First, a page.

Lieutenant-General Thomas Gage, commander-in-chief of forces in British North America, and other British officers who had fought in the French and Indian War, had found it hard to persuade colonial assemblies to pay for quartering and provisioning of troops on the march. The purpose of these laws was to take back hold of the colonies. Therefore, he asked Parliament to do something. Most colonies had supplied provisions during the war, but the issue was disputed in peacetime. The Province of New York was their headquarters, because the assembly had passed an Act to provide for the quartering of British regulars, but it expired on January 2, 1764, The result was the Quartering Act of 1765, which went far beyond what Gage had requested. No standing army had been kept in the colonies before the French and Indian War, so the colonies asked why a standing army was needed after the French had been defeated.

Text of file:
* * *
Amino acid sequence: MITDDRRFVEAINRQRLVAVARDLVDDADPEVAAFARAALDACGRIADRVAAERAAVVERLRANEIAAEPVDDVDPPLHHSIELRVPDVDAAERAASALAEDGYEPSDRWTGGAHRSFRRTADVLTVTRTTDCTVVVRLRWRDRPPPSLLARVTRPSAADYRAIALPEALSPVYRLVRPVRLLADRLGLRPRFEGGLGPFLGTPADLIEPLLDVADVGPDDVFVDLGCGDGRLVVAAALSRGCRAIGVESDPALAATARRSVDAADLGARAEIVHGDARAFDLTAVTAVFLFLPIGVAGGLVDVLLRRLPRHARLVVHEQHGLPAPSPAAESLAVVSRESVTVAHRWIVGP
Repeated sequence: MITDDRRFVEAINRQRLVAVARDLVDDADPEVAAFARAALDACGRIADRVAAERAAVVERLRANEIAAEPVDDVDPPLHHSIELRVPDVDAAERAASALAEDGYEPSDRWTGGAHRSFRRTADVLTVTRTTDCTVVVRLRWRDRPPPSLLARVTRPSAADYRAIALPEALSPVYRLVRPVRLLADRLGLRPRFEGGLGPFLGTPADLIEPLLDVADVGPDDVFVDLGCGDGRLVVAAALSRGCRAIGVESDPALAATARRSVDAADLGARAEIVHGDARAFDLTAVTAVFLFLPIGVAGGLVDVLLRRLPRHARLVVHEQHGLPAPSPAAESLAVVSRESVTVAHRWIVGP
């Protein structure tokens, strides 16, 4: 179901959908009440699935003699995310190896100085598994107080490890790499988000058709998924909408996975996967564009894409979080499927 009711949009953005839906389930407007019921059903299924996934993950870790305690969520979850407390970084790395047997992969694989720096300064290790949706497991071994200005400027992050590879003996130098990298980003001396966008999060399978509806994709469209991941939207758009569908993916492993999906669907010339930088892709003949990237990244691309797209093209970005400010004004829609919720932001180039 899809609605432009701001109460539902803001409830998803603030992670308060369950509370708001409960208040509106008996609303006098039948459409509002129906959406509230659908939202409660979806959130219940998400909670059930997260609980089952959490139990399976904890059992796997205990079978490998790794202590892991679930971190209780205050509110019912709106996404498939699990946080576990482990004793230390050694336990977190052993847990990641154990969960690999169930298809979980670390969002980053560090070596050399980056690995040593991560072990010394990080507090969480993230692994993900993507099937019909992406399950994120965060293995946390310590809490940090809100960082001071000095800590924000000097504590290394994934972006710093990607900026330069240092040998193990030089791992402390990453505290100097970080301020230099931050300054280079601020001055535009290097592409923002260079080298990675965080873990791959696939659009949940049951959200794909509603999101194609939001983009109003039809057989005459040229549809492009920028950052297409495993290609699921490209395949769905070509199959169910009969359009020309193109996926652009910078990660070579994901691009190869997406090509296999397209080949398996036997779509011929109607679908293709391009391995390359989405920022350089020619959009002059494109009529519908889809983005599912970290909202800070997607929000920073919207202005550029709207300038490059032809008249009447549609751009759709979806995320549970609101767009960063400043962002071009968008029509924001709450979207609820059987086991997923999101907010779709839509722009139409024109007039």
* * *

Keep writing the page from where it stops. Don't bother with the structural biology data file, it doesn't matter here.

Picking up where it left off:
This first Quartering Act was given Royal Assent on May 3, 1765, and provided that Great Britain would house its soldiers in American barracks and public houses, as by the Mutiny Act of 1765, but if its soldiers outnumbered the housing available, would quarter them “in inns, livery stables, ale houses, victualing houses, and the houses of sellers of wine and houses of persons selling of rum, brandy, strong water, cider or metheglin”, and if numbers required in “uninhabited houses, outhouses, barns, or other buildings.” Colonial authorities were required to pay the cost of housing and feeding these troops.
When 1,500 British troops arrived at New York City in 1766 the New York Provincial Assembly refused to comply with the Quartering Act and did not supply billeting for the troops. The troops had to remain on their ships. With its great impact on the city, a skirmish occurred in which one colonist was wounded following the Assembly’s refusal to provide quartering. For failure to comply with the Quartering Act, Parliament suspended the Province of New York’s Governor and legislature in 1767 and 1769, but never carried it out, since the Assembly soon agreed to contribute money toward the quartering of troops; the New York Assembly allocated funds for the quartering of British troops in 1771. The Quartering Act was circumvented in all colonies other than Pennsylvania.
This Act expired on March 24, 1767.